Source: Robert Roberts, Review of Public Personnel Administration, Vol. 29 no. 1, March 2009
From the abstract:
In Engquist v. Oregon Department of Agriculture, the Supreme Court held that public employees may not use the so-called equal protection clause of class-of-one doctrine to challenge the constitutionality of arguably arbitrary adverse personnel actions. In the 2000 case of Village of Willowbrook v. Olech, the high court had authorized citizens to bring class-of-one equal protection lawsuits to challenge arguably arbitrary discretionary decisions by government officials. The decision provides further evidence of the ongoing effort by a majority of the Roberts Court to limit the constitutional rights of public employees. The article argues that the ongoing deconstitutionalization of public personnel management has significant implications for the management of public organizations. If the trend continues, public employees, much like their private sector counterparts, will become much more dependent on statutory protections and collective bargaining agreements to protect them from arbitrary personnel decisions.
Source: Stephen Baker, Business Week, no. 4098, September 8, 2008
By building mathematical models of its own employees, IBM aims to improve productivity and automate management.
Source: Mark Gottfredson, Steve Schaubert, & Elisabeth Babcock, Stanford Social Innovation Review, Vol. 6 no. 3, Summer 2008
From the Girl Scouts, to Partners In Health, to the city of Providence, R.I., great organizations have one thing in common: great managers. These managers, in turn, share four simple management principles that they use to guide organizations from mere mediocrity to stand-out stardom.
Source: John G. Kilgour, Compensation & Benefits Review, Vol. 40 no. 4, 2008
The point factor method of job evaluation consists of a large number of discretionary decisions that result in something that appears to be entirely objective and, even, scientific.
This article examines the oldest and most commonly used formal approach to job evaluation, the point factor method. It focuses on how and why things are done, with particular attention to the extent to which discretionary decisions are inherent in the process. Other approaches to formal job evaluation (the Hay guide-chart profile method, factor comparison, ranking and classification) are not addressed. However, much of the following discussion pertains to them as well.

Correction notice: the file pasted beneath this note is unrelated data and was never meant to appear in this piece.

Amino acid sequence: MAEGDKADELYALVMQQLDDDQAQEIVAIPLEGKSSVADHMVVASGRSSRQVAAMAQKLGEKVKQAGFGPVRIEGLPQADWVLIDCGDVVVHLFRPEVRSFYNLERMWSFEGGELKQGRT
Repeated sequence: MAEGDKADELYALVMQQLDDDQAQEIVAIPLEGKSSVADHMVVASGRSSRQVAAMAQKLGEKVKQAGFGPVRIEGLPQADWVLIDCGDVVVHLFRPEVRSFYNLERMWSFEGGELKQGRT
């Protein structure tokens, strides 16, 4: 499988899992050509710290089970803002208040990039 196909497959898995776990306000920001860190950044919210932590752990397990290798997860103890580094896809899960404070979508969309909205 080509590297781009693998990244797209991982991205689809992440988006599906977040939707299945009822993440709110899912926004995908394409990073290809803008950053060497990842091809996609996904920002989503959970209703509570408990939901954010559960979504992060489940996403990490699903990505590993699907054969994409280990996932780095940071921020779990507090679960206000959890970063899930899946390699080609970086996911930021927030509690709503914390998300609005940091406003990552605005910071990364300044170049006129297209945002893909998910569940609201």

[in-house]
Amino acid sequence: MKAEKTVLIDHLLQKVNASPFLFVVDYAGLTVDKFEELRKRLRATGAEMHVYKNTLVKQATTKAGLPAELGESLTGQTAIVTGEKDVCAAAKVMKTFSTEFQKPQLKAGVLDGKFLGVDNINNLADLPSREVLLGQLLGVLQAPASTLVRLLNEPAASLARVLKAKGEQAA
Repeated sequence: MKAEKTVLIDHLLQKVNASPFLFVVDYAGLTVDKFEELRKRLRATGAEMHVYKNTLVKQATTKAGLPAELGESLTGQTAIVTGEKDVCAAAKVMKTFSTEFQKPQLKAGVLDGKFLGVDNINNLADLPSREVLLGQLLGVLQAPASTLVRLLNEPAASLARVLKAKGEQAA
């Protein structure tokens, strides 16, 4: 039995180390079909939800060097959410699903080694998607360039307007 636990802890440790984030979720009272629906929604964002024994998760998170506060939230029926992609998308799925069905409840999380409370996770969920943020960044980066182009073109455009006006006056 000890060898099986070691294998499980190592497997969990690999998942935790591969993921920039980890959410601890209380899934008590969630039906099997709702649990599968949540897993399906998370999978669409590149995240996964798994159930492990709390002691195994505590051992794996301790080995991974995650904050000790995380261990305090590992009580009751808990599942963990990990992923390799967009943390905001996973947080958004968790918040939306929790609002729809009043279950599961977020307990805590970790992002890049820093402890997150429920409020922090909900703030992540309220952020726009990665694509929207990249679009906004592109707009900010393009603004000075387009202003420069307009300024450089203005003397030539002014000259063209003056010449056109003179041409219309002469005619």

Source: Nicole B. Porter, Nebraska Law Review, (Forthcoming)
From the abstract:
Many scholars have criticized the harshness of the employment at-will presumption, which allows an employer to terminate an employee for good reason, bad reason, or no reason at all. Other scholars defend at-will employment and criticize the just cause standard. This Article does not take sides in this debate; but instead, attempts to bridge the gap between the two by proposing a compromise statute, which I call the Employment Termination Equity Act (ETEA). Under ETEA, employers would remain free to terminate without having the difficult burden of proving just cause. However, certain enumerated reasons for termination would be unlawful. In determining which termination decisions should warrant protection, my goal was two-fold: (1) to make unlawful egregious termination decisions that have previously been unremedied despite the many exceptions to at-will employment and (2) to provide some overlap protection with current employment statutes by using a procedural process that will be more easily accessible by employees. Yet, in the spirit of true compromise, ETEA will provide fewer types of remedies than other employment statutes or common law claims, and will force plaintiffs to choose between suit under this proposed termination statute and other statutory remedies. As with any compromise, lines had to be drawn and line-drawing never satisfies everyone. My goal in this article is to convince the reader to view my line drawing optimistically – as a necessary means of bridging the gap between at-will employment and just cause.
Source: Satish Nambisan, IBM Center for the Business of Government, Innovation Series, 2008